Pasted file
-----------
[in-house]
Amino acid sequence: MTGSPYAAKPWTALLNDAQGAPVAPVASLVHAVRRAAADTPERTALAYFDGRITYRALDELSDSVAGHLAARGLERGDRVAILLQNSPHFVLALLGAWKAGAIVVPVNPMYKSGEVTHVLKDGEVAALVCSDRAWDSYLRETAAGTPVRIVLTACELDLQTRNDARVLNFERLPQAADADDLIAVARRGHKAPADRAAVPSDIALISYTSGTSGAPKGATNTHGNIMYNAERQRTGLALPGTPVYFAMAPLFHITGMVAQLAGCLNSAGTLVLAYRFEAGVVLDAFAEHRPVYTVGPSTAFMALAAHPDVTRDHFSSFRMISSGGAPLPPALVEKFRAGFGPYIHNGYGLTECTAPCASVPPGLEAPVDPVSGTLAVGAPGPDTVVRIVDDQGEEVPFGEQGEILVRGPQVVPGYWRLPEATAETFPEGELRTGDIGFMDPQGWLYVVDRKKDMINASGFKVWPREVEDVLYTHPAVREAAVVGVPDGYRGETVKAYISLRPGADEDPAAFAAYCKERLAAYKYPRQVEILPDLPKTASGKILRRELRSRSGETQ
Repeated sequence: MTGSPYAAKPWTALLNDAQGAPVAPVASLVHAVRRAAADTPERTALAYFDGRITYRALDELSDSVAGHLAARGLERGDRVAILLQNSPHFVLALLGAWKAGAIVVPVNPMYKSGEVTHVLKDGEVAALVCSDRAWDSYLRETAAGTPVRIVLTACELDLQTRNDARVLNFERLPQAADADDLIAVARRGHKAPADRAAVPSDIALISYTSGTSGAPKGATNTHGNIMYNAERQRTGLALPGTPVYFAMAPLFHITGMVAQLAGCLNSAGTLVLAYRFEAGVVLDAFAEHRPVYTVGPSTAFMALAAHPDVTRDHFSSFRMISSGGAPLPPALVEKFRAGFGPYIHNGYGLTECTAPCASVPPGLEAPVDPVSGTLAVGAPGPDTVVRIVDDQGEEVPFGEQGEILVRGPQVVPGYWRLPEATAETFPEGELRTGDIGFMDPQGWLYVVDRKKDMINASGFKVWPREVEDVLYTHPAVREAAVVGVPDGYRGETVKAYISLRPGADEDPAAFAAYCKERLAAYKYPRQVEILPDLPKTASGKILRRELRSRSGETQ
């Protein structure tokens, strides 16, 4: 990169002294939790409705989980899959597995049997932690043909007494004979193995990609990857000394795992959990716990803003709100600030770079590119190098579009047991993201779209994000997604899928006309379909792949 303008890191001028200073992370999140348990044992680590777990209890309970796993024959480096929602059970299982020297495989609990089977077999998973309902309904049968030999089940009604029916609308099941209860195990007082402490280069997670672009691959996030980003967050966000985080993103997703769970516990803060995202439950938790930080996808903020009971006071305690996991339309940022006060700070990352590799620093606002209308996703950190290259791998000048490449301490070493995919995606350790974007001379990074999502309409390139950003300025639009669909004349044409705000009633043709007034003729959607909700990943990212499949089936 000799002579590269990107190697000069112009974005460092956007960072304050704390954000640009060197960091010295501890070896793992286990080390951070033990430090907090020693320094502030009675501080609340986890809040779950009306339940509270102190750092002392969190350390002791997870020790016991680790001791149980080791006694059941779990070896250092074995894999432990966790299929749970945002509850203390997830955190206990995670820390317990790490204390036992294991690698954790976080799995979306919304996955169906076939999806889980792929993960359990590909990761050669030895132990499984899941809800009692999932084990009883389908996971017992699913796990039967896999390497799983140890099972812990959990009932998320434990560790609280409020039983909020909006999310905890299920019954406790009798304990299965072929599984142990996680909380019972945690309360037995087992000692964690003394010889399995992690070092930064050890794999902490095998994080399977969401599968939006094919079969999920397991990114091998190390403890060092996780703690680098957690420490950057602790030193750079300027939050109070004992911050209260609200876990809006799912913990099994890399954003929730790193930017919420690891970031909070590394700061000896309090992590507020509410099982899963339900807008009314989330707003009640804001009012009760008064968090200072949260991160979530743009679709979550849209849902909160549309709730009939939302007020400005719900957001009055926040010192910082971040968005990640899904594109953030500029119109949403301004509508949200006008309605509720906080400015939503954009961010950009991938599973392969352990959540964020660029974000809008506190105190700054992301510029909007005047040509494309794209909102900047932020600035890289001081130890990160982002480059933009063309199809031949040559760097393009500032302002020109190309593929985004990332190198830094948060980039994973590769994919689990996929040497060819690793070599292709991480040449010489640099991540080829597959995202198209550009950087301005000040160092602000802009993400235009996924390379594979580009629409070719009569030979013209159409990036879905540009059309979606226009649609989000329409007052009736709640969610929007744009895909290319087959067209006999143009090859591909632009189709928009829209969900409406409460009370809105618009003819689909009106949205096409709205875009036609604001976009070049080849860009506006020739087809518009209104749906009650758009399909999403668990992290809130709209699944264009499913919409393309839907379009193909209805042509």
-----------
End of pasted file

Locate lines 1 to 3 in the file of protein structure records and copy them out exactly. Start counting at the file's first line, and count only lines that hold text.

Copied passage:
[in-house]
Amino acid sequence: MTGSPYAAKPWTALLNDAQGAPVAPVASLVHAVRRAAADTPERTALAYFDGRITYRALDELSDSVAGHLAARGLERGDRVAILLQNSPHFVLALLGAWKAGAIVVPVNPMYKSGEVTHVLKDGEVAALVCSDRAWDSYLRETAAGTPVRIVLTACELDLQTRNDARVLNFERLPQAADADDLIAVARRGHKAPADRAAVPSDIALISYTSGTSGAPKGATNTHGNIMYNAERQRTGLALPGTPVYFAMAPLFHITGMVAQLAGCLNSAGTLVLAYRFEAGVVLDAFAEHRPVYTVGPSTAFMALAAHPDVTRDHFSSFRMISSGGAPLPPALVEKFRAGFGPYIHNGYGLTECTAPCASVPPGLEAPVDPVSGTLAVGAPGPDTVVRIVDDQGEEVPFGEQGEILVRGPQVVPGYWRLPEATAETFPEGELRTGDIGFMDPQGWLYVVDRKKDMINASGFKVWPREVEDVLYTHPAVREAAVVGVPDGYRGETVKAYISLRPGADEDPAAFAAYCKERLAAYKYPRQVEILPDLPKTASGKILRRELRSRSGETQ
Repeated sequence: MTGSPYAAKPWTALLNDAQGAPVAPVASLVHAVRRAAADTPERTALAYFDGRITYRALDELSDSVAGHLAARGLERGDRVAILLQNSPHFVLALLGAWKAGAIVVPVNPMYKSGEVTHVLKDGEVAALVCSDRAWDSYLRETAAGTPVRIVLTACELDLQTRNDARVLNFERLPQAADADDLIAVARRGHKAPADRAAVPSDIALISYTSGTSGAPKGATNTHGNIMYNAERQRTGLALPGTPVYFAMAPLFHITGMVAQLAGCLNSAGTLVLAYRFEAGVVLDAFAEHRPVYTVGPSTAFMALAAHPDVTRDHFSSFRMISSGGAPLPPALVEKFRAGFGPYIHNGYGLTECTAPCASVPPGLEAPVDPVSGTLAVGAPGPDTVVRIVDDQGEEVPFGEQGEILVRGPQVVPGYWRLPEATAETFPEGELRTGDIGFMDPQGWLYVVDRKKDMINASGFKVWPREVEDVLYTHPAVREAAVVGVPDGYRGETVKAYISLRPGADEDPAAFAAYCKERLAAYKYPRQVEILPDLPKTASGKILRRELRSRSGETQ